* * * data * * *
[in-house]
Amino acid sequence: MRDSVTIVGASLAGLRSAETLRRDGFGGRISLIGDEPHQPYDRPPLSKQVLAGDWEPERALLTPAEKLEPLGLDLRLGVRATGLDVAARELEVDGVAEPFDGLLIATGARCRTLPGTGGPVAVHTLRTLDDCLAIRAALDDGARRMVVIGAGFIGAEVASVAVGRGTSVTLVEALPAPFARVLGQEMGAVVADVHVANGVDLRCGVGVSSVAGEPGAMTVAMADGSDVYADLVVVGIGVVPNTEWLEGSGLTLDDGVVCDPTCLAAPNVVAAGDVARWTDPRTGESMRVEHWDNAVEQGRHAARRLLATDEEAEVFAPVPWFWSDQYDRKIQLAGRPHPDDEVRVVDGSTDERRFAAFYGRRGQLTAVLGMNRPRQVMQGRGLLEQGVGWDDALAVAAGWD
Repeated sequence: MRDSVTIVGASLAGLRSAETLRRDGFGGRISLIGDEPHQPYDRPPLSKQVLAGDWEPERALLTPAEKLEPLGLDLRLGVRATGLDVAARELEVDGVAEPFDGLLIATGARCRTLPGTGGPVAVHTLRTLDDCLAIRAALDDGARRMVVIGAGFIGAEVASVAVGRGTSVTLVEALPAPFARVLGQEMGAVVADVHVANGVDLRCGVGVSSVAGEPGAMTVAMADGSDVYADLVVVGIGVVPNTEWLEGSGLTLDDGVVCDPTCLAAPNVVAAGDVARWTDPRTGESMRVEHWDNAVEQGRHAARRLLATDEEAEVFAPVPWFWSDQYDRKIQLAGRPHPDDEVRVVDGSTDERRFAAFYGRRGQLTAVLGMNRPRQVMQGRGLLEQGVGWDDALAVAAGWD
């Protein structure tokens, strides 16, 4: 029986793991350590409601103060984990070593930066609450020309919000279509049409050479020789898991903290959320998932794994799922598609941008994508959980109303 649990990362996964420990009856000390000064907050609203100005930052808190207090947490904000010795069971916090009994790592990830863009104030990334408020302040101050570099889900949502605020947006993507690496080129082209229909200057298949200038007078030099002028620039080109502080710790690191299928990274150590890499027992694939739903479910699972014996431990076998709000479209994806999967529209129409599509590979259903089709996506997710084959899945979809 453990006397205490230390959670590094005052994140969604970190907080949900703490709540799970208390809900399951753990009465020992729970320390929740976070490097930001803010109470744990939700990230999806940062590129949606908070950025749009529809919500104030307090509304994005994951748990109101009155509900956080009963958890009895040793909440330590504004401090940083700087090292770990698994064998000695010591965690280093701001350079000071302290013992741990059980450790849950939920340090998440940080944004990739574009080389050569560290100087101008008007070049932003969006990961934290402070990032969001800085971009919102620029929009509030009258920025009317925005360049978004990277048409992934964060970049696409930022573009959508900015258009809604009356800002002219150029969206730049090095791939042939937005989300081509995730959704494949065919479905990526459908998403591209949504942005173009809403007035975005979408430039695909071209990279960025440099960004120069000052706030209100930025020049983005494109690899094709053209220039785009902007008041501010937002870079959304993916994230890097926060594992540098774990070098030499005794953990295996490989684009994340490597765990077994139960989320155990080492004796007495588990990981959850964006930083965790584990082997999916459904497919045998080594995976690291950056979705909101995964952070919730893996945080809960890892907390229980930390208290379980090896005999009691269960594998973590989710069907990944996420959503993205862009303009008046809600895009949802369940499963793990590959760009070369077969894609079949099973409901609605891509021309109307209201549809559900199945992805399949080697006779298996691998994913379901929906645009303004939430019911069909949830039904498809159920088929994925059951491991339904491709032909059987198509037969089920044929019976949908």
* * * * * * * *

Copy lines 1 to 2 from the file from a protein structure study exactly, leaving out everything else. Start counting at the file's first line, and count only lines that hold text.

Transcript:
[in-house]
Amino acid sequence: MRDSVTIVGASLAGLRSAETLRRDGFGGRISLIGDEPHQPYDRPPLSKQVLAGDWEPERALLTPAEKLEPLGLDLRLGVRATGLDVAARELEVDGVAEPFDGLLIATGARCRTLPGTGGPVAVHTLRTLDDCLAIRAALDDGARRMVVIGAGFIGAEVASVAVGRGTSVTLVEALPAPFARVLGQEMGAVVADVHVANGVDLRCGVGVSSVAGEPGAMTVAMADGSDVYADLVVVGIGVVPNTEWLEGSGLTLDDGVVCDPTCLAAPNVVAAGDVARWTDPRTGESMRVEHWDNAVEQGRHAARRLLATDEEAEVFAPVPWFWSDQYDRKIQLAGRPHPDDEVRVVDGSTDERRFAAFYGRRGQLTAVLGMNRPRQVMQGRGLLEQGVGWDDALAVAAGWD